I recently finished reading Biophilia, a book about the interactions between human and nature. In the book, E. O. Wilson states that values are time-dependent. People want to ensure the protection and health of themselves and the earth for future generations, so long as there isn’t a great personal cost of doing so. Deforestation, rising temperatures, depleting sea ice, and a growing issue with plastics may be imminent problems and have profound impacts on future generations, but humans only look forward and a lifetime or two. Getting people to fully grasp the severity of the problems takes an immense amount of time and effort, and requires a listening ear to start with.
In a world of consumerism, a strong conservation ethic isn’t instilled in many people these days. And for others, doing little things, such as skipping the straw, makes them feel like conservation heroes. The truth is, although each little action helps, that isn’t nearly enough. We (me included) need to examine all aspects of our lives and look for areas of improvement. We need to think of how to best spread the message on how to reduce waste, reverse climate change, and stop the loss of the few remaining natural areas.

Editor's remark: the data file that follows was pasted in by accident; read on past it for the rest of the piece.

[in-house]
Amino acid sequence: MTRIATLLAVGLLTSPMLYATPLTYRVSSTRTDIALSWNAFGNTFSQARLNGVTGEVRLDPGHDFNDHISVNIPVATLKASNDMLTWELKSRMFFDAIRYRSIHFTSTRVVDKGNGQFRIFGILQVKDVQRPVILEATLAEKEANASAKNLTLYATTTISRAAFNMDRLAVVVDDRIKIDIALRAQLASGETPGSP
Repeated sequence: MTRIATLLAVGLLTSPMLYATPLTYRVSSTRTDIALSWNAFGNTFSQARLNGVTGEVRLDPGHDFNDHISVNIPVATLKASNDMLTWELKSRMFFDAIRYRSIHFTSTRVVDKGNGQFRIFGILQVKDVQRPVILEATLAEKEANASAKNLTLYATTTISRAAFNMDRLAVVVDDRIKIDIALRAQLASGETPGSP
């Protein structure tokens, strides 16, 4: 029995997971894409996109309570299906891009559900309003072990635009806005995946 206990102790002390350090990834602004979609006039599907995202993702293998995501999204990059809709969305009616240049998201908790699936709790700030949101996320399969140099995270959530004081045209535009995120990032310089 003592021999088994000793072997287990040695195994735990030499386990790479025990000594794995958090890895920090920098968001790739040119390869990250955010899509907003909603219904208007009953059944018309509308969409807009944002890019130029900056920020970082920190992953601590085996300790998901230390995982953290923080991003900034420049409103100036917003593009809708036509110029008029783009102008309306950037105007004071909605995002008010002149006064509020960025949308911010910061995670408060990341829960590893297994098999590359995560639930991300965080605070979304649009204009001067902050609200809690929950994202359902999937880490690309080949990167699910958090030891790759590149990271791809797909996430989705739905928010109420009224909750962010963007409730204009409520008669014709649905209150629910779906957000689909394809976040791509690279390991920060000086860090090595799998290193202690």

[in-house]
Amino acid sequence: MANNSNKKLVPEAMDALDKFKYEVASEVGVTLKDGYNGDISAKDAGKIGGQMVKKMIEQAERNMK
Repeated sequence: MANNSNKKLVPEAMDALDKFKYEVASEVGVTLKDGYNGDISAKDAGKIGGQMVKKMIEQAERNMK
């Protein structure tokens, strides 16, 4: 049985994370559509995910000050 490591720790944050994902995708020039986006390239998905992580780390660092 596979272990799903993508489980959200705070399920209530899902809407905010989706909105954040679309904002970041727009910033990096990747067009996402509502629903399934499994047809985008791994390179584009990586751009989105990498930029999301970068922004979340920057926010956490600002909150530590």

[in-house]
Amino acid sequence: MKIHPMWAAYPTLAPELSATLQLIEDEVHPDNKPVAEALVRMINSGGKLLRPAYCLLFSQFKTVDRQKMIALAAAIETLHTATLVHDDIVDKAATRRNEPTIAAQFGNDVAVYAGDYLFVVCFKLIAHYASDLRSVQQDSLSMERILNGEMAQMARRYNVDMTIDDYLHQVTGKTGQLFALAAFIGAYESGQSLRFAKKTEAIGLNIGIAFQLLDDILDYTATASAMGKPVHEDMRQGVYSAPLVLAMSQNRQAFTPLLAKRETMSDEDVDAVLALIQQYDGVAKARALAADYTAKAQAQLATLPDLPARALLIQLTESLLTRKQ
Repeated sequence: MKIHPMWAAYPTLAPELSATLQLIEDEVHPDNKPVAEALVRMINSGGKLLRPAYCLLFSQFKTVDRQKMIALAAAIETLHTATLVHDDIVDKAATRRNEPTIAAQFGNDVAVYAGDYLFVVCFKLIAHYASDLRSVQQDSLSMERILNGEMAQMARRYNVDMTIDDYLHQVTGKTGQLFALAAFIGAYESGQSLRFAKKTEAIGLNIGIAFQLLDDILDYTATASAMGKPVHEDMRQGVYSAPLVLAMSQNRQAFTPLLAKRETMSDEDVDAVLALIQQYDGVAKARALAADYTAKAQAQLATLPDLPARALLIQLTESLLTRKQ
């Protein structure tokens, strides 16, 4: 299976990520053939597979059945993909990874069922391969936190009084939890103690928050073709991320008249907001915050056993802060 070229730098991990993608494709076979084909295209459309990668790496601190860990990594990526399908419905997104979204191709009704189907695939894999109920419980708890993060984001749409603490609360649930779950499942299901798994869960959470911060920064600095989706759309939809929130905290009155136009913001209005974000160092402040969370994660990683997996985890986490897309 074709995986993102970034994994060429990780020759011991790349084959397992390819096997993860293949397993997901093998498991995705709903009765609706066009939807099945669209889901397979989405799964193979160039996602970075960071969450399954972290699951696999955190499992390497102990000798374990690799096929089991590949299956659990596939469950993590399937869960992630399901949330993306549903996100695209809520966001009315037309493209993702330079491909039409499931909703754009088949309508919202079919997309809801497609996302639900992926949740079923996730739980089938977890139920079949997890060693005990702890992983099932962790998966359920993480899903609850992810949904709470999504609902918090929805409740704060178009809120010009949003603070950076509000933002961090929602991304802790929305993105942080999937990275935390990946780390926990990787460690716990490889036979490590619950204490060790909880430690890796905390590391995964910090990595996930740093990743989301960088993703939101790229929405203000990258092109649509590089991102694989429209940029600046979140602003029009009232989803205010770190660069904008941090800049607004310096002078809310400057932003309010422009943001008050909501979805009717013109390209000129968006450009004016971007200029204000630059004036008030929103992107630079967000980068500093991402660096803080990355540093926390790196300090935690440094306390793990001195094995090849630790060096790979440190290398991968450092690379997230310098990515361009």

Of course, we can’t go out and stop all plastics production, stop the use of fossil fuels, etc. We need to balance choices to continue prosperity in the present, but protect our resources for the future. But as Wilson says, “To choose what is best for the near future is easy. But to choose what is best for both the near and distant futures is a hard task, often internally contradictory, and requiring ethical codes yet to be formulated.” The least we can do is try to improve...
Thanks for the book @cnic29